Pension contribution increases: What does it mean for me?

Many people will see their pension pot grow due to changes in workplace pensions that mean employers and employees contribute more after 6 April 2019.

Under the changes, the minimum contribution made by employees rises from 3% to 5% and employers’ contributions also rise from 2% to 3%.

This table shows the changes for employers and employees:

Employer minimum contributionEmployee contributionTotal minimum contribution
Before 6 April 20192%3%5%
New rate3%5%8%

Who does this apply to?

The change affects any employee already on an automatic enrolment pension scheme with their employer in the UK.

What does this mean for me?

Unless you opt out, you’ll be paying more into your pension, and your take-home income will be reduced. If you’re happy to see 5% of your salary go into your pension (plus a 3% contribution from your employer), you don’t need to do anything. When you come to retire, it should leave your pension pot looking a lot healthier.

If you don’t want your contribution to increase, you can opt out, or pay at the old rate, but it’s worth knowing the implications.

We’ve set out the options and implications below, and we’ve included tables which help explain the impact on your pay packet on a weekly, monthly and yearly basis. This should help you decide the best course of action for you.

Do I have to do anything?

If you’re happy with the changes you don’t have to do anything. Everyone affected has three options:

  1. Do nothing and continue paying in at the new, higher rate.
  2. Opt out of the pension completely.
  3. Opt to continue paying in at the old rate of 3%.

The last option is called “opting down”. Choosing this option will mean your employer is no longer obliged to make any contribution at all.

Should I opt out?

If you’re thinking of opting out of your workplace pension scheme, think twice!

Opting out is like taking a voluntary pay cut. You’ll miss out on tax relief, as well as your employer’s contributions.

If you think you’ll struggle to handle the reduction in your take-home pay, you may:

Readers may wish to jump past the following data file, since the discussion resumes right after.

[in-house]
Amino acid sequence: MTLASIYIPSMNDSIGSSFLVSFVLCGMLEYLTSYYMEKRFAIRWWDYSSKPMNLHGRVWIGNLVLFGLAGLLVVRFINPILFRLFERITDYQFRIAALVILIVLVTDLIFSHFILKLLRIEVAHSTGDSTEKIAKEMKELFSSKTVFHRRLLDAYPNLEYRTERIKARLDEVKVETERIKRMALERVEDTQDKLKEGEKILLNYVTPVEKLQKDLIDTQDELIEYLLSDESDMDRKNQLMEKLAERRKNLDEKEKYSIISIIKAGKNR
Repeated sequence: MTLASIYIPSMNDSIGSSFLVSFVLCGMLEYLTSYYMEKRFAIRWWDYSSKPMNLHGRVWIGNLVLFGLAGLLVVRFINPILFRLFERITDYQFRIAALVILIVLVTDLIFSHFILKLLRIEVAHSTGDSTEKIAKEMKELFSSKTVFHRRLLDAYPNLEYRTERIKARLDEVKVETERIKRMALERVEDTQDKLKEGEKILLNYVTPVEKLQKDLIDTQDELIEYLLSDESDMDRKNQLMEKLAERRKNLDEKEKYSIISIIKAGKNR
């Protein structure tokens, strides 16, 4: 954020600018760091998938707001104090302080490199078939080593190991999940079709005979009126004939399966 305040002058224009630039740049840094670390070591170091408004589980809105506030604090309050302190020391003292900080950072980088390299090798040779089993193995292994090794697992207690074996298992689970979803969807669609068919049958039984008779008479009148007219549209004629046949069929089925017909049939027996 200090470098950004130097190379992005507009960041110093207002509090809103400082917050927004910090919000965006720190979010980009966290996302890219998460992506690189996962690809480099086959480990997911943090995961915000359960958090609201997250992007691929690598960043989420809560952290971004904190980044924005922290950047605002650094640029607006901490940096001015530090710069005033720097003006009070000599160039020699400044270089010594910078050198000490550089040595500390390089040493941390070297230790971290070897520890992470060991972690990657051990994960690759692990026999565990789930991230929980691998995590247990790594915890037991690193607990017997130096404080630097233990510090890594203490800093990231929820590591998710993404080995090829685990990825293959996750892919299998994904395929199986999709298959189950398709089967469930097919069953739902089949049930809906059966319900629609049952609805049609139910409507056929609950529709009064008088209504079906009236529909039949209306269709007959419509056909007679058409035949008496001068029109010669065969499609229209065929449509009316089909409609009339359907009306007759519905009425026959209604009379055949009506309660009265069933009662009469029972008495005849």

• Be entitled to tax credits or an increase in the amount of tax credits you get (although you may not get this until the next tax year).
  • Be entitled to an income-related benefit or an increase in the amount of benefit you get.
  • Be able to reduce the amount of student loan repayments you need to make.

What will the changes mean for my pension?

Take a look at this chart below. It shows the huge difference between staying in and opting out. The figures are based on the UK’s average salary of £29,669. We’ve included a table at the end of the page which has the numbers in more detail, across a wider range of salaries.

Why are contributions going up anyway?

Auto-enrolment pensions began with modest contributions: 1% from the employee, including tax relief, and 1% from the employer.

These then rose in April 2018, from 1% to 3% for employees, and from 1% to 2% for employers.

For everyone to be able to afford a decent retirement, the government has always said that rates need to rise, which is the reason for the 2019 change.

How much more you’ll pay

How much more you will have in your pension

The difference between opting out and staying in

“Increasing the minimum workplace pension contribution for both employees and employers is a very sensible move and one that will help tackle the looming pension problems that the UK is facing. Finder’s research found that only around a quarter of Brits (28%) think that they’re on track to retire with an adequate amount, so it is vital that this issue is addressed now before it’s too late.

“Although you will pay more out of your pay packet from April 6th onwards, the increase is relatively small and your employer also has to contribute more to your pension. People also automatically receive a 20 percent tax break in their pension, so it really does make sense to stay in an automatic workplace pension.

“As an example, someone earning the UK average salary (£29,669) will pay an extra £7.27 into their pension each week, but the combination of your employer having to pay more and a 20 per cent tax break will see an extra £13.64 go into your pension every week. Over a 30 year period this extra amount, plus the interest your pension earns, will see your pension be worth £92,057. This is almost £64,000 more than if you opted out of your workplace pension and kept the cash.”

Jon Ostler, CEO of Finder UK

You can work out your specific contributions using the Money Advice Service’s handy contributions calculator. You can also see how much your employer will pay in using the UK government’s employer contribution calculator.

Learn about the pensions basics with our simple guide

More guides on Finder

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